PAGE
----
1-1 OpenActive Boy - courtesy of Sport England - ODI 2022 - Highlights

– Updated February 2023 –

Case study in summary: OpenActive – open data to improve health and deliver savings

Low levels of physical activity are one of the biggest public health challenges faced by the UK. It causes an estimated 37,000 premature deaths annually and costs the UK economy around £20 billion per year.

As a valued partner to Sport England since 2016, the ODI developed OpenActive – encouraging sports providers to publish their data openly, and providing standards to ensure data is trustworthy, high quality and interoperable.

500k+ opportunities are published a month, covering 1,300+ locations across the UK.

Frontier Economics’ impact assessment of the initiative predicts that OpenActive will generate up to £20 million in increased productivity every year by making it easier for people to find and take part in activities, improving their overall health and wellbeing.

The ODI team working on OpenActive is exploring policy challenges around health and wellbeing, data and digital strategies and the economy — as outlined in Sport England’s Uniting the Movement strategy.

Case study in detail

The brief

Sport England is an arms-length body responsible for developing grassroots sports and increasing activity across England. In its 2020-21 Active Lives report, research shows that adults aren’t active enough – at any one time, around 28% of over 18s in England are inactive – that is, they do less than 30 minutes of physical activity per week. A significant barrier to activity is a lack of clear information online about what activities are available – according to 2019 research, one fifth of adults have been put off doing fitness and sport activities because it was too difficult to find or book them online. Sport England initially tried to address this problem through a partnership with ukactive which aimed to create a national activity finder, Spogo, but they realised that a one-size fits all solution wasn’t the best approach. Several startups were working on solutions that used open data. Sport England recognised the potential of this approach, but needed support to deliver it. 

Our response

The Open Data Institute (ODI) worked to develop OpenActive – a community-led initiative to get more people active using open data. Through OpenActive, the ODI brought expertise and experience which enabled it to promote the value of open data within the sector. The ODI’s independence brought with it a unique advantage to encourage collaboration in a competitive sector.  The ODI’s activities in developing the OpenActive initiative included:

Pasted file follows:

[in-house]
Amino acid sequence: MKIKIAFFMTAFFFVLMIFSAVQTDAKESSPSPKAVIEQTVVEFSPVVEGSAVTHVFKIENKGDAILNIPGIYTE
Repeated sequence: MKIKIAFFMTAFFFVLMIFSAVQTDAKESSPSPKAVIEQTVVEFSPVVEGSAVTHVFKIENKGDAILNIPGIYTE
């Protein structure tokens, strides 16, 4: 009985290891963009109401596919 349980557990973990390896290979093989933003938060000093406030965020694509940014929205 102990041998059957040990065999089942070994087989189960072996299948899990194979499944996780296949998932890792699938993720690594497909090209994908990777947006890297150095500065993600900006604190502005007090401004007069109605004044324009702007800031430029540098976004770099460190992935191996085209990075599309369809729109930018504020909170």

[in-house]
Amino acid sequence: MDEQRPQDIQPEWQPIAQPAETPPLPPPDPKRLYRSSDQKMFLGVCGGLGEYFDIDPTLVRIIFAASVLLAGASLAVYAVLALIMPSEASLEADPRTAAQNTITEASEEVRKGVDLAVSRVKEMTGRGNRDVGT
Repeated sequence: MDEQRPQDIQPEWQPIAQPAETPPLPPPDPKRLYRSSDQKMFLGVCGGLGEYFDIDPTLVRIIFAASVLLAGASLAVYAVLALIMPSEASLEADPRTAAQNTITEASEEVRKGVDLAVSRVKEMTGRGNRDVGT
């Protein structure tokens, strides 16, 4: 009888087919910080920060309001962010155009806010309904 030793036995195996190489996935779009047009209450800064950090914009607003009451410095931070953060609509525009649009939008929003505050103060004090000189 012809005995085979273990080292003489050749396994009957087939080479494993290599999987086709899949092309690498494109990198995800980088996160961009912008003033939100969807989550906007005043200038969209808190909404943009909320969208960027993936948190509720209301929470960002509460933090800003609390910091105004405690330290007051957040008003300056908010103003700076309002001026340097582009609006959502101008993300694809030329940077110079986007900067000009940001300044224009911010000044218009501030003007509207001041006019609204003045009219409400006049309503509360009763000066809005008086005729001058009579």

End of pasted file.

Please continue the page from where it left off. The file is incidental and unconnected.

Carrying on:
• Increasing understanding of what open data is in the sector through eLearning and its Open Data in a Day course
  • Encouraging activity providers to publish the data they hold openly
  • Developing a data standard to ensure that published data is high quality, trustworthy and interoperable
  • Building consumer confidence and user experience by developing booking standards
  • Incubating startups to encourage innovative solutions using the published data

Due to the Covid-19 pandemic – and its significant impact on inactivity – we expanded the OpenActive standards to also include virtual sessions, so that the public can see whether an activity is in-person, online or both.


Our work with OpenActive helped to start change in a slow-moving sector. Data from February 2022 shows over 600,000 sessions are published monthly by almost 70 organisations. In 2019, an external impact assessment of the OpenActive data standards estimated that the standards could help avoid up to 110 premature deaths per year, save up to £3 million per year in health costs and generate up to a £20 million per year increase in productivity. Individual organisations also benefit from the increased access to data. In 2020, one case study found that leisure operator Everyone Active – which provides physical activities like gym classes and swimming lessons – gained almost 11,500 customers at its facilities (36% of whom had never used an Everyone Active service before) from its partnership with a data aggregator. Using open data about outdoor activities also helped Ordnance Survey meet the needs of a wider group of people as part of their Get Outside campaign. The success of the OpenActive initiative has meant we are now embarking on a new phase with Sport England, where we are focusing on making our standards easier to implement, and so accessible to a wider range of organisations serving a wider variety of use cases. In particular, we anticipate serving a wider variety of public health and social prescribing use cases, and helping communities and marginalised groups within them stay fit, healthy, and mobile. 

The ODI team has a wealth of expertise, particularly on the technical aspects to collaboratively create and maintain open data standards and tooling. The team has worked hard to help improve the sector's understanding of what open data is, through developing e-learning and courses, as well as helped partners to explore how this open data could benefit the sector.

– Allison Savich, Strategic Lead for Innovation & Digital

Want to know more about how we can help your organisation to unlock the value of data and transform your sector? Get in touch with the ODI team